Come the au­tumn, Su­nak’s half mea­sures must morph into rad­i­cal wealth creation

Chan­cel­lor should pre­pare ground for dereg­u­la­tion of plan­ning and cut red tape that holds back in­no­va­tion

The Daily Telegraph - Business - - Summer Statement: Focus On Business & Economics - JEREMY WARNER

Rishi Su­nak, the Chan­cel­lor, asks to be judged not by the cri­sis it­self but by the Gov­ern­ment’s re­sponse to it. As well he might, be­cause what is so unique about the eco­nomic con­se­quences of the Covid pan­demic is that in large mea­sure they are down to the Gov­ern­ment’s own in­struc­tion; they are not the re­sult of some ran­dom me­te­orite strike. Hav­ing closed large parts of the econ­omy down, banned peo­ple from trav­el­ling and spend­ing money, stopped them go­ing to the pub or to the of­fice, and in­stead urged them to work from home, the Gov­ern­ment is strug­gling to find ways of per­suad­ing them back again.

As Paul John­son, di­rec­tor of the In­sti­tute for Fis­cal Stud­ies, put it: “They’ve pre­vented us from go­ing to the pub; now all of a sud­den they are try­ing to bribe us to go.”

As screech­ing, hand­brake turns go, this one is hard to beat. Yet there is one rather ob­vi­ous prob­lem; as

‘Un­til we are told it is safe to go back to work, much of Su­nak’s pack­age threat­ens to fall on stony ground’

‘Of all the mea­sures, per­haps the most in­no­va­tive was the new jobs re­ten­tion bonus’

long as the so­cial dis­tanc­ing mea­sures are main­tained, and as long as peo­ple con­tinue to be told to work from home, you can bribe all you like, but still it will strug­gle to have the de­sired ef­fect.

The Gov­ern­ment’s at­tempts to “kick-start” the econ­omy are there­fore all a bit cart be­fore horse.

Un­til we are told it is safe to go back to work, to gather in crowded places, to eat in pop­u­lar restau­rants where the ta­bles are close to­gether, un­en­cum­bered by plas­tic screens, un­til we can again sit cheek by jowl in the theatre, cinema and mu­sic venue, and un­til the kids are sent back to school, much of Su­nak’s pack­age threat­ens to fall on stony ground.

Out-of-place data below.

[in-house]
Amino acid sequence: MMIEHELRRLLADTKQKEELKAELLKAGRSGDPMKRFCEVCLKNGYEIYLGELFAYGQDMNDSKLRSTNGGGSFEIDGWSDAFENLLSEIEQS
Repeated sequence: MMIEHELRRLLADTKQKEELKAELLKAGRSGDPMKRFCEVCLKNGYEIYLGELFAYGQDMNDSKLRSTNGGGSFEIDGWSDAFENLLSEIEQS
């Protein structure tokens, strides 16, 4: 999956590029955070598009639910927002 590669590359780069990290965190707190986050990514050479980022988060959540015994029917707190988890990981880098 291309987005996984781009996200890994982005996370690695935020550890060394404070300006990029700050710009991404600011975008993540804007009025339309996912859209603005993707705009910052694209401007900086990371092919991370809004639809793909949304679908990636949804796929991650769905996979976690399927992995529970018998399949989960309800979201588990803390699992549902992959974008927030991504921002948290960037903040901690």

All that said, it’s hard to find any par­tic­u­lar fault in this £30bn of ini­tia­tives. The devil of these things is al­ways in the de­tail, but if we view the pack­age as in ef­fect one mighty tem­po­rary tax cut for the most af­fected sec­tors, then it plainly has some merit. Mer­ci­fully, the Gov­ern­ment has so far largely re­sisted the temp­ta­tion of mas­sive, make-work, pub­lic sec­tor job creation schemes.

We’ll for­get the as­ton­ish­ing £49bn so far spent in ad­di­tional sup­port for pub­lic ser­vices, much of it on PPE and test, track and iso­late sys­tems, which is much big­ger than ini­tially bud­geted for.

The strong­est crit­i­cism that can be made of the new pack­age is that it is not par­tic­u­larly large by in­ter­na­tional stan­dards. The Ger­man stim­u­lus, for in­stance, is more than four times as big, and that’s as­sum­ing take-up of the UK ini­tia­tives achieves the head­line num­bers, which it won’t. As an an­swer to the ex­piry of the £60bn fur­lough scheme, they are most un­likely to do the trick.

But let’s not be churl­ish. Of all the mea­sures, per­haps the most in­no­va­tive was the jobs re­ten­tion bonus, po­ten­tially worth £9bn if all 9m work­ers cur­rently on fur­lough were to be taken back on staff.

Ob­vi­ously, it is not as gen­er­ous as the fur­lough it­self. Firms will have